Cleaning the Elements of Quality RO Membrane Systems for Better Water

For the past few years, reverse osmosis (RO) systems had been the standard for effective water purification from any water sources, and had even been beneficial for wastewater and reuse applications essential for industrial processes. Among the system’s most essential parts is its membrane element, which could last for between three and seven years, depending on its use and maintenance.

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Like most systems, reverse osmosis systems also require regular maintenance and cleaning to ensure that these would remain at their top shape. Even quality RO membrane components require cleaning to keep producing potable drinking water for everyone, which would be impossible if these systems are teeming with accumulations of foreign material.

Fouling and Pretreatment

Numerous RO systems require pre-treatment to ensure that their membrane elements wouldn’t be subject to fouling and chemical degradation. Usually, the type of pre-treatment needed will depend on the composition of the water source. For example, surface water usually has a high concentration of colloids that have high turbidity or high silt density index levels. Ideally, RO elements could function well with turbidity levels reaching less than 1 nephelometric turbidity units or less than 5 SCI units, something that could be achieved with the help of multimedia filtration, microfiltration, and ultrafiltration.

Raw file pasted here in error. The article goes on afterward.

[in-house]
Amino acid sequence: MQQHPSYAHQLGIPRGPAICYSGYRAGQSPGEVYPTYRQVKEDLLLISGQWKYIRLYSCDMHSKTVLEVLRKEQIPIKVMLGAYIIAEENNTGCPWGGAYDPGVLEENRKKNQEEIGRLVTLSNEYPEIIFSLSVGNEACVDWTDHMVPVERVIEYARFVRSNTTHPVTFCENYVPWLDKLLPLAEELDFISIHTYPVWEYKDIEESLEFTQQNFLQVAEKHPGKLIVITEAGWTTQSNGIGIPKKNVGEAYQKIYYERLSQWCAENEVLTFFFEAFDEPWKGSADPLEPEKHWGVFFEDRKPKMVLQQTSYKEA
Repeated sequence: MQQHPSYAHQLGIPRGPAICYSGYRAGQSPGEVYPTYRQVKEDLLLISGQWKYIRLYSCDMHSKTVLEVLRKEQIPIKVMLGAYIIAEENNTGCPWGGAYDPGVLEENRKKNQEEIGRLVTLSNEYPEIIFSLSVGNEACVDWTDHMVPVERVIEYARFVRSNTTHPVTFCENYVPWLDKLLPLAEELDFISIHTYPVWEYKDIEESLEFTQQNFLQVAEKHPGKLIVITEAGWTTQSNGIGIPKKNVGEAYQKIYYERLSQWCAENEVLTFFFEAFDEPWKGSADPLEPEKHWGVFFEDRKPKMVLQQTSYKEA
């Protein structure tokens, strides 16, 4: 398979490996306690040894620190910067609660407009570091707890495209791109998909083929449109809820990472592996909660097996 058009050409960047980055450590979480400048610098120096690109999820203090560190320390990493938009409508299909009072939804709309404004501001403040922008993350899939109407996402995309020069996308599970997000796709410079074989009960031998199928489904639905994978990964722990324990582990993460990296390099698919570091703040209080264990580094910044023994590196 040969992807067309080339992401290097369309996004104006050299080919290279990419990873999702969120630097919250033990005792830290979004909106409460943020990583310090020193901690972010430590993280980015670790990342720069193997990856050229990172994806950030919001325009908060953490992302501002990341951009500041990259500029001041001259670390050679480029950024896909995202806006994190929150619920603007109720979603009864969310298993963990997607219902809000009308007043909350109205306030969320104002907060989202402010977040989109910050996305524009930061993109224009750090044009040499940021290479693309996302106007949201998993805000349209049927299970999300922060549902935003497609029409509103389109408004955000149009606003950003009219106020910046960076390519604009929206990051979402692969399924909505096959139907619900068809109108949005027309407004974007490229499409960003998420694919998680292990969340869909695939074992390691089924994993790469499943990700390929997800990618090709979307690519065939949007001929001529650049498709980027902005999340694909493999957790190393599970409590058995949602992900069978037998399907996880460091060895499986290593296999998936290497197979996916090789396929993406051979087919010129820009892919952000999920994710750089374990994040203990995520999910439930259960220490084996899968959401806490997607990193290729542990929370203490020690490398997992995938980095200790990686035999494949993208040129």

Determining the components of the water source is often an indication of what type of fouling that could be expected in the system’s membrane elements. Again, with surface water, contamination like colloidal fouling, biofouling, and organic fouling can be expected in the membrane elements, while well water could typically cause iron oxide or iron hydroxide fouling.

When to Clean?

Once these RO membranes get contaminated by microorganisms, suspended solids, and mineral scale, these deposits can cause loss in water input or salt rejection, and at times even both. Thus, it’s recommended to clean membrane elements once the normalized water output rate drops by as much as 15 percent. However, successful cleaning of RO membrane components will depend if a correctly designed cleaning skid is used, and the membrane elements can withstand acid cleaning at around pH levels of 1 and alkaline cleaning of pH 12 at minimum.

Cleaning membrane elements can be summarized in these processes, which should be strictly followed for successful cleaning. Acid cleaning should first be done, followed by alkaline cleaning and sanitizing, with thorough flushing done in between these steps. A quality reverse osmosis membrane, like those from AXEON Water Technologies, can help provide safe drinking water for everyone, and these would work even better once their elements have been cleaned and maintained properly.

 

Sources:

Membrane Cleaning Fundamentals: Cleaning Criteria and Normalization of Reverse Osmosis Systems, Industrial Water World

Membrane Cleaning Questions & Answers, Water Treatment Guide